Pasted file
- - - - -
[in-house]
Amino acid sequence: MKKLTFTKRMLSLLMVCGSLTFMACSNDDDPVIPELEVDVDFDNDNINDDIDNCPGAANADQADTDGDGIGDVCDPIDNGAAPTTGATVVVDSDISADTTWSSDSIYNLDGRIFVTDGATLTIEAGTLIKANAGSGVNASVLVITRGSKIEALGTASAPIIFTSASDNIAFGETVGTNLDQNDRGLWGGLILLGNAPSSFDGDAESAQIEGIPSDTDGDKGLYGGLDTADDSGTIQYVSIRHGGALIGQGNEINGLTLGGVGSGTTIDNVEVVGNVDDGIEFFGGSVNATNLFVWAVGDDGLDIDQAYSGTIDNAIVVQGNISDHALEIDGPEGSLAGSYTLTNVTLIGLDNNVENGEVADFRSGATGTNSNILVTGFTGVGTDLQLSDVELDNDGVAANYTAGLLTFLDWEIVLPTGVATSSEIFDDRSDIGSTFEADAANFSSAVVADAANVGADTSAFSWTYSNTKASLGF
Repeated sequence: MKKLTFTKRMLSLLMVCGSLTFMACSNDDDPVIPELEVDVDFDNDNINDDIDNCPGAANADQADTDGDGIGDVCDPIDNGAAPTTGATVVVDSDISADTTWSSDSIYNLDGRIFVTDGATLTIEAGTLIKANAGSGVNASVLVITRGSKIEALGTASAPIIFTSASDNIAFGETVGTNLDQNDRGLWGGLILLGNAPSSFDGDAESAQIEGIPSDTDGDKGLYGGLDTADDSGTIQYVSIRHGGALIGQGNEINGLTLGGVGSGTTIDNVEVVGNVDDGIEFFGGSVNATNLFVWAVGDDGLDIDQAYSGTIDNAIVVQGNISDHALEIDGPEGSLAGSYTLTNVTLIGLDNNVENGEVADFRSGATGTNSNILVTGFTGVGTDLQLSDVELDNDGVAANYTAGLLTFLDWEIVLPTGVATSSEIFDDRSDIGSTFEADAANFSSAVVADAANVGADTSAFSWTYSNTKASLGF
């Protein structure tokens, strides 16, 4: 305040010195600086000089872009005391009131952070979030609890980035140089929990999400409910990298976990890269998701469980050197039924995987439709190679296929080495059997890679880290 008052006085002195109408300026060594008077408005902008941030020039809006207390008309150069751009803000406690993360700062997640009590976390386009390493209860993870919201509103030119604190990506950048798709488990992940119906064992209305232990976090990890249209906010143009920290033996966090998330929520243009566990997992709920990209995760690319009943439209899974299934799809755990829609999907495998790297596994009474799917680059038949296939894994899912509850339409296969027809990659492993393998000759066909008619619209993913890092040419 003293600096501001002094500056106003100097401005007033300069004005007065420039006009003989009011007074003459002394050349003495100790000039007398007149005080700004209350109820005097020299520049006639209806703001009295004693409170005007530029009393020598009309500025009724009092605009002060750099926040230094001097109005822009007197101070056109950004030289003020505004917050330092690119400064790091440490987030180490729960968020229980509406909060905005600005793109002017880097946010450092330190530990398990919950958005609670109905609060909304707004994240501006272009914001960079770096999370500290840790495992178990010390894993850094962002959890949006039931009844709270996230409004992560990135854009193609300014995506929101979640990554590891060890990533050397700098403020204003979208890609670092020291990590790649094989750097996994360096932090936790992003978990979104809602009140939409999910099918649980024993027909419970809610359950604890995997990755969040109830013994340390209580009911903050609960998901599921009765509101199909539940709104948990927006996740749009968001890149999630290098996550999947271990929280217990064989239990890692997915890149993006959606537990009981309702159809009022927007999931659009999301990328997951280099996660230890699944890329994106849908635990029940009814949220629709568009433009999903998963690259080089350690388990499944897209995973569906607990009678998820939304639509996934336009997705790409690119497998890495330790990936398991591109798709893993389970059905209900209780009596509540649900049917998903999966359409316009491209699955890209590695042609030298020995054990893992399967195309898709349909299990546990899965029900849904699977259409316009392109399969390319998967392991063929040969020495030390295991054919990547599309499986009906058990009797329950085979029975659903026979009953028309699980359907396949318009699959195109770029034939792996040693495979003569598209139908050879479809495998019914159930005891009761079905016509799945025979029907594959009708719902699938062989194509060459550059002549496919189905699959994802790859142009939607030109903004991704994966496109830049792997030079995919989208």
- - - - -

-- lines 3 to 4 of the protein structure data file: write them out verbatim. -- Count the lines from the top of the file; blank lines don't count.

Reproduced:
Repeated sequence: MKKLTFTKRMLSLLMVCGSLTFMACSNDDDPVIPELEVDVDFDNDNINDDIDNCPGAANADQADTDGDGIGDVCDPIDNGAAPTTGATVVVDSDISADTTWSSDSIYNLDGRIFVTDGATLTIEAGTLIKANAGSGVNASVLVITRGSKIEALGTASAPIIFTSASDNIAFGETVGTNLDQNDRGLWGGLILLGNAPSSFDGDAESAQIEGIPSDTDGDKGLYGGLDTADDSGTIQYVSIRHGGALIGQGNEINGLTLGGVGSGTTIDNVEVVGNVDDGIEFFGGSVNATNLFVWAVGDDGLDIDQAYSGTIDNAIVVQGNISDHALEIDGPEGSLAGSYTLTNVTLIGLDNNVENGEVADFRSGATGTNSNILVTGFTGVGTDLQLSDVELDNDGVAANYTAGLLTFLDWEIVLPTGVATSSEIFDDRSDIGSTFEADAANFSSAVVADAANVGADTSAFSWTYSNTKASLGF
């Protein structure tokens, strides 16, 4: 305040010195600086000089872009005391009131952070979030609890980035140089929990999400409910990298976990890269998701469980050197039924995987439709190679296929080495059997890679880290 008052006085002195109408300026060594008077408005902008941030020039809006207390008309150069751009803000406690993360700062997640009590976390386009390493209860993870919201509103030119604190990506950048798709488990992940119906064992209305232990976090990890249209906010143009920290033996966090998330929520243009566990997992709920990209995760690319009943439209899974299934799809755990829609999907495998790297596994009474799917680059038949296939894994899912509850339409296969027809990659492993393998000759066909008619619209993913890092040419 003293600096501001002094500056106003100097401005007033300069004005007065420039006009003989009011007074003459002394050349003495100790000039007398007149005080700004209350109820005097020299520049006639209806703001009295004693409170005007530029009393020598009309500025009724009092605009002060750099926040230094001097109005822009007197101070056109950004030289003020505004917050330092690119400064790091440490987030180490729960968020229980509406909060905005600005793109002017880097946010450092330190530990398990919950958005609670109905609060909304707004994240501006272009914001960079770096999370500290840790495992178990010390894993850094962002959890949006039931009844709270996230409004992560990135854009193609300014995506929101979640990554590891060890990533050397700098403020204003979208890609670092020291990590790649094989750097996994360096932090936790992003978990979104809602009140939409999910099918649980024993027909419970809610359950604890995997990755969040109830013994340390209580009911903050609960998901599921009765509101199909539940709104948990927006996740749009968001890149999630290098996550999947271990929280217990064989239990890692997915890149993006959606537990009981309702159809009022927007999931659009999301990328997951280099996660230890699944890329994106849908635990029940009814949220629709568009433009999903998963690259080089350690388990499944897209995973569906607990009678998820939304639509996934336009997705790409690119497998890495330790990936398991591109798709893993389970059905209900209780009596509540649900049917998903999966359409316009491209699955890209590695042609030298020995054990893992399967195309898709349909299990546990899965029900849904699977259409316009392109399969390319998967392991063929040969020495030390295991054919990547599309499986009906058990009797329950085979029975659903026979009953028309699980359907396949318009699959195109770029034939792996040693495979003569598209139908050879479809495998019914159930005891009761079905016509799945025979029907594959009708719902699938062989194509060459550059002549496919189905699959994802790859142009939607030109903004991704994966496109830049792997030079995919989208």